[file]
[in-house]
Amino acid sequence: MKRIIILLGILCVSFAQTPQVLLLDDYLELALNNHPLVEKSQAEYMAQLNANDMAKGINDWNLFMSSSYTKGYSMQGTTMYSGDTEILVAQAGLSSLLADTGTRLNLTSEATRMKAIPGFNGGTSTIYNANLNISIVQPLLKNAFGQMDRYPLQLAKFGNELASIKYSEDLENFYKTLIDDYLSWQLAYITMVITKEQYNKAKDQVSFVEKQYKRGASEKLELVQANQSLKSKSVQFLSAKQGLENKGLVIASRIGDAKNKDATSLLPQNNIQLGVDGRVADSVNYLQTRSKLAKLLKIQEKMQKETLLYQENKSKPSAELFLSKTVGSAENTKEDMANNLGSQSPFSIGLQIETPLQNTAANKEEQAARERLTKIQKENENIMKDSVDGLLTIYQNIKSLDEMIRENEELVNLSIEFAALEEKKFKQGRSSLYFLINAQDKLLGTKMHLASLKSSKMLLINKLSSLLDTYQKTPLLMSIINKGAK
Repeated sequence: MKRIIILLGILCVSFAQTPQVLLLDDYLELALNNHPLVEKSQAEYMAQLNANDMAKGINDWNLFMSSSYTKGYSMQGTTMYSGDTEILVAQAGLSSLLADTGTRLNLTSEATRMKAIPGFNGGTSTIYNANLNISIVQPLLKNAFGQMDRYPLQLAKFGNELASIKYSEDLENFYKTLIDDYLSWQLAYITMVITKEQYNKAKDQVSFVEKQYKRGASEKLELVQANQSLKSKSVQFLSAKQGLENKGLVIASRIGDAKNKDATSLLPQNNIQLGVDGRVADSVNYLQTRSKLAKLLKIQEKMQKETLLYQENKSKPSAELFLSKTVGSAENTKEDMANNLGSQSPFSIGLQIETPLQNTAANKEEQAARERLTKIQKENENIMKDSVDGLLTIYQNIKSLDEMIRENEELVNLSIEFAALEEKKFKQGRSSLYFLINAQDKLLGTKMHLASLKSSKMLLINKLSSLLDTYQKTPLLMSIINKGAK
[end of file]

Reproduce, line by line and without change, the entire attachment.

[in-house]
Amino acid sequence: MKRIIILLGILCVSFAQTPQVLLLDDYLELALNNHPLVEKSQAEYMAQLNANDMAKGINDWNLFMSSSYTKGYSMQGTTMYSGDTEILVAQAGLSSLLADTGTRLNLTSEATRMKAIPGFNGGTSTIYNANLNISIVQPLLKNAFGQMDRYPLQLAKFGNELASIKYSEDLENFYKTLIDDYLSWQLAYITMVITKEQYNKAKDQVSFVEKQYKRGASEKLELVQANQSLKSKSVQFLSAKQGLENKGLVIASRIGDAKNKDATSLLPQNNIQLGVDGRVADSVNYLQTRSKLAKLLKIQEKMQKETLLYQENKSKPSAELFLSKTVGSAENTKEDMANNLGSQSPFSIGLQIETPLQNTAANKEEQAARERLTKIQKENENIMKDSVDGLLTIYQNIKSLDEMIRENEELVNLSIEFAALEEKKFKQGRSSLYFLINAQDKLLGTKMHLASLKSSKMLLINKLSSLLDTYQKTPLLMSIINKGAK
Repeated sequence: MKRIIILLGILCVSFAQTPQVLLLDDYLELALNNHPLVEKSQAEYMAQLNANDMAKGINDWNLFMSSSYTKGYSMQGTTMYSGDTEILVAQAGLSSLLADTGTRLNLTSEATRMKAIPGFNGGTSTIYNANLNISIVQPLLKNAFGQMDRYPLQLAKFGNELASIKYSEDLENFYKTLIDDYLSWQLAYITMVITKEQYNKAKDQVSFVEKQYKRGASEKLELVQANQSLKSKSVQFLSAKQGLENKGLVIASRIGDAKNKDATSLLPQNNIQLGVDGRVADSVNYLQTRSKLAKLLKIQEKMQKETLLYQENKSKPSAELFLSKTVGSAENTKEDMANNLGSQSPFSIGLQIETPLQNTAANKEEQAARERLTKIQKENENIMKDSVDGLLTIYQNIKSLDEMIRENEELVNLSIEFAALEEKKFKQGRSSLYFLINAQDKLLGTKMHLASLKSSKMLLINKLSSLLDTYQKTPLLMSIINKGAK